On wings of light, sailing down the mountain, I lost all feelings of attachment and weight. The farther down into the canyon I went the more I was filled with the overwhelming beauty of the place. I felt transparent to my surroundings. It was at that time, in the beauty of it all, when suddenly, as if a chair had been pulled out from under me, I felt the contours of my body (my exteriors) collapse. What was left of me after that was/is impossible to describe, but it felt like this: “It was Wow! Amazing! I was upside down and inside out.”


A feeling of “grasping,” of “being engaged” substituted for what used to be my body; but even that connection, that subject-object connection, was extraordinarily strange because I felt it from the outside – in, not from the inside – out. I did not fight it. I just let it happen. In that joyous trembling, throbbing, moment, zooming down the mountain, with a warm wind in my face and unbelievable beauty everywhere, I metamorphosed into an infinite array of connection with my environment. I had no idea as to what had just happened to me, but it was a fantastically passionate experience. There was no anxiety, fear, or negatives of any kind in it. I had never felt that way before (nor probably will again).


As I reached the canyon floor, I knew that if I died right then and there, it would be okay. From the vantage point of being inside my outside environment death had no meaning. It was an illusion. Once I had gotten outside of myself, once I became entwined within the environment, the Truth that death was an illusion was everywhere apparent. When I started peddling again it was as if I was peddling in a dream. It took a while to come down, to come down out of that dream. However, on the canyon floor it was 95 degrees and peddling in that kind of heat was a reality check all by itself. When the orange sun slipped beneath the horizon, it was still 92 degrees. Again, it was as if I had just landed on Earth after some intergalactic journey. I acclimated well, though. I came upon a restaurant-bar, and, of course, I didn’t want to pass up an opportunity to reflect on what had just happened to me, so I went inside and ordered a beer.


At the bar, two Mexican Indians struck up a conversation with me. Apparently, they had watched me ride up on my bicycle. When I told them how far I had come, they were surprised. We drank some beers together, and Juan told me I could sleep in his basement if I wanted to. I agreed, but before arriving at his place we went out into his fields and I helped him redirect some irrigation water. Now it was his turn to impress me. He told me that he was under contract to provide all the barley that went into making Schlitz beer. Back in Michigan, I drank a lot of Schlitz, but in Wyoming it wasn’t available. Juan couldn’t even remember how the beer tasted. I assured him it tasted great.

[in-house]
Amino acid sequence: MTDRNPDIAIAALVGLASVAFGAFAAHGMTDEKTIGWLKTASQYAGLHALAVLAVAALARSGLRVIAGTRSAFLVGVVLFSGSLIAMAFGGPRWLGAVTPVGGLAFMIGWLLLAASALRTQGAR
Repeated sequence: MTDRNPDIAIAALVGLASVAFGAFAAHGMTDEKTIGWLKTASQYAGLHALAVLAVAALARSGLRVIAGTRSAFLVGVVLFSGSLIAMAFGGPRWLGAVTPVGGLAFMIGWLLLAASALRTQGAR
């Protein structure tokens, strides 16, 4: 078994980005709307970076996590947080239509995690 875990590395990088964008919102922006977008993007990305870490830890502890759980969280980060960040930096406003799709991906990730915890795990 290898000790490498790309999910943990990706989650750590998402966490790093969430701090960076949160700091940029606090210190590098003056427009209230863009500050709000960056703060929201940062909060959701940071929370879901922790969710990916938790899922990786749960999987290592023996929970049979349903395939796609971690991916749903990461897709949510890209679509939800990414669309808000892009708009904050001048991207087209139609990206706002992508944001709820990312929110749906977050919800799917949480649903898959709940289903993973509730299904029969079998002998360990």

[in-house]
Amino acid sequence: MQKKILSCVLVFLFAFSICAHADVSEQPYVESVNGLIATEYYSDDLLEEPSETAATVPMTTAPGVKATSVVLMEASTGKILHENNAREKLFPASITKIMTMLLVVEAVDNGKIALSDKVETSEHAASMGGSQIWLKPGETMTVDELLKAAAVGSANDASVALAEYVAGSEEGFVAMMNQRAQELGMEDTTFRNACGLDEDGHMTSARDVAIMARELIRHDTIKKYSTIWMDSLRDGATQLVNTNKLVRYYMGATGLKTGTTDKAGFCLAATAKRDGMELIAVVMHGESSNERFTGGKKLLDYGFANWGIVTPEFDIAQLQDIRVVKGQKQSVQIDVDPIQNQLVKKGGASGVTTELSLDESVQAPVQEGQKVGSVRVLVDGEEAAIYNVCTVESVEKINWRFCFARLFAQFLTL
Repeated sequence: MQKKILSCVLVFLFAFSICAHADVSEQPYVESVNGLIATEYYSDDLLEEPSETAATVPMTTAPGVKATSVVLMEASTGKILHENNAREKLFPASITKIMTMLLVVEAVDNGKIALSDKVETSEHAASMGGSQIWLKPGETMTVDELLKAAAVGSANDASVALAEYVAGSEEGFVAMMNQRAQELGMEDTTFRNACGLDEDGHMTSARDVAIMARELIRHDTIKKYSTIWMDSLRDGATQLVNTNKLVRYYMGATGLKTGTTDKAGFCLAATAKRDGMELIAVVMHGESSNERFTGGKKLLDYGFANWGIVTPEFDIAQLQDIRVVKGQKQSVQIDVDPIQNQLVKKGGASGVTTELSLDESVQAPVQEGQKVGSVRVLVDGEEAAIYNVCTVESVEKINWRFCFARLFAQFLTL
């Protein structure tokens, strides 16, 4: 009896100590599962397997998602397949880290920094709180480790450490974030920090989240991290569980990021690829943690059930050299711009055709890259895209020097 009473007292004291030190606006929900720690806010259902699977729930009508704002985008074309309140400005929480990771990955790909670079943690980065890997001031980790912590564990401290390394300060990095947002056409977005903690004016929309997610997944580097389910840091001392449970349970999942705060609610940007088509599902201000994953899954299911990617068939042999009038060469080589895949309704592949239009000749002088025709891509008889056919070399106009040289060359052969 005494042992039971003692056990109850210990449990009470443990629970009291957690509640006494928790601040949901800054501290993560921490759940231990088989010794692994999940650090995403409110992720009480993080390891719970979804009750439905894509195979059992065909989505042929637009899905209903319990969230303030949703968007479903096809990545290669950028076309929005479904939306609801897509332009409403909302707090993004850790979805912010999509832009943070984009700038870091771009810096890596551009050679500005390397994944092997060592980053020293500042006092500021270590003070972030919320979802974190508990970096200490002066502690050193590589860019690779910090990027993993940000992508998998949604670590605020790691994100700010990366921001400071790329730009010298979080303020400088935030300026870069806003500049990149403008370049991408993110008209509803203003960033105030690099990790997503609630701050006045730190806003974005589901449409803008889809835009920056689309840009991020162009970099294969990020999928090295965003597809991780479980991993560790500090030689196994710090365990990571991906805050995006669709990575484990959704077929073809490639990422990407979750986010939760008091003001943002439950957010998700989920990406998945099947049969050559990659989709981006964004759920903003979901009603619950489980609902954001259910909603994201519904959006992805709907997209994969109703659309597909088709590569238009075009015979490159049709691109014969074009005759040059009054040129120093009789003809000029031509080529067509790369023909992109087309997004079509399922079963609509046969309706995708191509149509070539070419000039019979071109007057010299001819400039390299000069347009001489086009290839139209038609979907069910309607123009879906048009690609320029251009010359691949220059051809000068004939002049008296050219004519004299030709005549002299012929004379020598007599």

Standing four inches deep in mud, surrounded by a field of green barley, and after another one of Juan’s friends had stopped by to help us drink the beer that Juan had stashed in the back of his truck, I guess you could say I made my way back to Earth, but even then, in that relatively innocuous moment, poetry flourished. The four of us--two orthodox Catholics, one agnostic military lifer (the new guy), and myself, at the foot of the BigHornMountains, in the cooling twilight of a very hot Wyoming day, talked God and religion. That was the second time in less than a couple of hours where language failed me. Words did not help me then and even now, in my attempt to describe that situation, I cannot find the words, so I won’t try.


In Juan’s basement I was sitting on the spare bed writing in my journal while trying not to listen to Juan argue with his wife upstairs. When I walked up to the house and entered through the door I could tell that his wife wasn’t happy. Juan, before we met his wife, told me that if I wanted to stick around for a few days he would put me to work. I said, “Sure.”  I even told him that I would work for free because I wanted to get a feel for what it’s like living at the foot of the Big Horns, and that for me was worth more than money. He said, “You can thin sugar beats and I will pay you, maybe not much, but you’ll make a few dollars.” It didn’t look like any of that was going to happen now. Judging from what I was hearing upstairs, I decided not to unpack my things.